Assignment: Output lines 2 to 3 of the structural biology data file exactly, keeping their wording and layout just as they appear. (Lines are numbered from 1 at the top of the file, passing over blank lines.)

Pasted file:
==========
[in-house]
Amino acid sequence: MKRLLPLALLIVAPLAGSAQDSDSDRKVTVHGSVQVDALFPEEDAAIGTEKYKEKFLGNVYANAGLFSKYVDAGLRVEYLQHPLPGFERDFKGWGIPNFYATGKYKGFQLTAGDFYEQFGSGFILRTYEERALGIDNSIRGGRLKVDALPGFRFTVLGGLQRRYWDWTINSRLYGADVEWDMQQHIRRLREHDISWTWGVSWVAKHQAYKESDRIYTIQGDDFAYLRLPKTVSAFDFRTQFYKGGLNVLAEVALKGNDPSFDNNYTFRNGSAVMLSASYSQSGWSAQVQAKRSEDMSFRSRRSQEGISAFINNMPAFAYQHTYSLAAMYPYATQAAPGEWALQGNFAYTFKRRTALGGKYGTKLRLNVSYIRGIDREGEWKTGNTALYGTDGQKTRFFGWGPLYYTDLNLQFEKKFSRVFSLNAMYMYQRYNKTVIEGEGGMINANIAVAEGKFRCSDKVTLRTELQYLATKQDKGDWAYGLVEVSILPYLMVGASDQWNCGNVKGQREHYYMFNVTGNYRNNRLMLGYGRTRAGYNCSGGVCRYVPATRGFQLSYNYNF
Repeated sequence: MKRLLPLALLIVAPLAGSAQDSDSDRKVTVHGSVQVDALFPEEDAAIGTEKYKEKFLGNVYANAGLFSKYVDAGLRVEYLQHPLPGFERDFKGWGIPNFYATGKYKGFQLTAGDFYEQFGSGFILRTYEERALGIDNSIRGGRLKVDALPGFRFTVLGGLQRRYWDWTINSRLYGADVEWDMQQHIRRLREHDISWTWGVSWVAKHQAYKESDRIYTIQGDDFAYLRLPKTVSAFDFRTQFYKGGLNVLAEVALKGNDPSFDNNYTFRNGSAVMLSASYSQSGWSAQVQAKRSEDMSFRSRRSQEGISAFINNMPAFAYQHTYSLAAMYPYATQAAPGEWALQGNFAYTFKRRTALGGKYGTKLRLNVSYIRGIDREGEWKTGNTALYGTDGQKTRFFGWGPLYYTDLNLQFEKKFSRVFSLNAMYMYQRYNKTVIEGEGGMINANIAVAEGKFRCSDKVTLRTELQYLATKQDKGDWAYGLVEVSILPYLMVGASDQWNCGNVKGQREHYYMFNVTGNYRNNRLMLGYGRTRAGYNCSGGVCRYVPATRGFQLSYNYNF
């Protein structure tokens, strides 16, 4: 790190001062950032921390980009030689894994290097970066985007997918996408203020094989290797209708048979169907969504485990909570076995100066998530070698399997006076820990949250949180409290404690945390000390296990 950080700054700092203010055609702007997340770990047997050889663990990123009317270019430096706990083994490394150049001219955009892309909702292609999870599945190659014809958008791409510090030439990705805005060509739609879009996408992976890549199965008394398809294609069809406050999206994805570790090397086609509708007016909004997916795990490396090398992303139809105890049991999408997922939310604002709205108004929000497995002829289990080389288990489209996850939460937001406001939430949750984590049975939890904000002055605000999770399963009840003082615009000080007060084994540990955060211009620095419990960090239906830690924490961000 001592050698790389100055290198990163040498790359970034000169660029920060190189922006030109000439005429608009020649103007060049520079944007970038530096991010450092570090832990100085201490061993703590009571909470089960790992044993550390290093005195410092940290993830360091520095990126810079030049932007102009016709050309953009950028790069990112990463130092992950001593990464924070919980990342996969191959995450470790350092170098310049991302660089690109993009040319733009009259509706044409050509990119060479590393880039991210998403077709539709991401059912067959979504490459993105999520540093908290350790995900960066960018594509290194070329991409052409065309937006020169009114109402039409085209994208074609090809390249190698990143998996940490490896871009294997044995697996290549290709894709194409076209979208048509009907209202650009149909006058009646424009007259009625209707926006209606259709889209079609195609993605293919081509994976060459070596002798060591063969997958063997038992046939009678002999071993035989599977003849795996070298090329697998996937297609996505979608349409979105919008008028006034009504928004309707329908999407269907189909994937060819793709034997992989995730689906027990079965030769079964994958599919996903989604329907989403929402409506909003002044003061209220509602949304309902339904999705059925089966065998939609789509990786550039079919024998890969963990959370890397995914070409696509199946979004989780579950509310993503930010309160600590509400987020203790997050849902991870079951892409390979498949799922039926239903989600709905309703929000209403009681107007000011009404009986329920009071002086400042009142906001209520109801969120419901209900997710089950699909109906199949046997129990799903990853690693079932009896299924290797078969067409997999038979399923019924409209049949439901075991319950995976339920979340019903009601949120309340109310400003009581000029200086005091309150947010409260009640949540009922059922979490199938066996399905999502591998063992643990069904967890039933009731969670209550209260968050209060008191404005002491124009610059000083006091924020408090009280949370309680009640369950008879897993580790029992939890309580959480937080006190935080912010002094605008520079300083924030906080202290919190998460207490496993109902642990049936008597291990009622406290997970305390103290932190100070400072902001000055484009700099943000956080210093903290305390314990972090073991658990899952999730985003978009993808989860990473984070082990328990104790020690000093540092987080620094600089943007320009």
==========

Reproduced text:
Amino acid sequence: MKRLLPLALLIVAPLAGSAQDSDSDRKVTVHGSVQVDALFPEEDAAIGTEKYKEKFLGNVYANAGLFSKYVDAGLRVEYLQHPLPGFERDFKGWGIPNFYATGKYKGFQLTAGDFYEQFGSGFILRTYEERALGIDNSIRGGRLKVDALPGFRFTVLGGLQRRYWDWTINSRLYGADVEWDMQQHIRRLREHDISWTWGVSWVAKHQAYKESDRIYTIQGDDFAYLRLPKTVSAFDFRTQFYKGGLNVLAEVALKGNDPSFDNNYTFRNGSAVMLSASYSQSGWSAQVQAKRSEDMSFRSRRSQEGISAFINNMPAFAYQHTYSLAAMYPYATQAAPGEWALQGNFAYTFKRRTALGGKYGTKLRLNVSYIRGIDREGEWKTGNTALYGTDGQKTRFFGWGPLYYTDLNLQFEKKFSRVFSLNAMYMYQRYNKTVIEGEGGMINANIAVAEGKFRCSDKVTLRTELQYLATKQDKGDWAYGLVEVSILPYLMVGASDQWNCGNVKGQREHYYMFNVTGNYRNNRLMLGYGRTRAGYNCSGGVCRYVPATRGFQLSYNYNF
Repeated sequence: MKRLLPLALLIVAPLAGSAQDSDSDRKVTVHGSVQVDALFPEEDAAIGTEKYKEKFLGNVYANAGLFSKYVDAGLRVEYLQHPLPGFERDFKGWGIPNFYATGKYKGFQLTAGDFYEQFGSGFILRTYEERALGIDNSIRGGRLKVDALPGFRFTVLGGLQRRYWDWTINSRLYGADVEWDMQQHIRRLREHDISWTWGVSWVAKHQAYKESDRIYTIQGDDFAYLRLPKTVSAFDFRTQFYKGGLNVLAEVALKGNDPSFDNNYTFRNGSAVMLSASYSQSGWSAQVQAKRSEDMSFRSRRSQEGISAFINNMPAFAYQHTYSLAAMYPYATQAAPGEWALQGNFAYTFKRRTALGGKYGTKLRLNVSYIRGIDREGEWKTGNTALYGTDGQKTRFFGWGPLYYTDLNLQFEKKFSRVFSLNAMYMYQRYNKTVIEGEGGMINANIAVAEGKFRCSDKVTLRTELQYLATKQDKGDWAYGLVEVSILPYLMVGASDQWNCGNVKGQREHYYMFNVTGNYRNNRLMLGYGRTRAGYNCSGGVCRYVPATRGFQLSYNYNF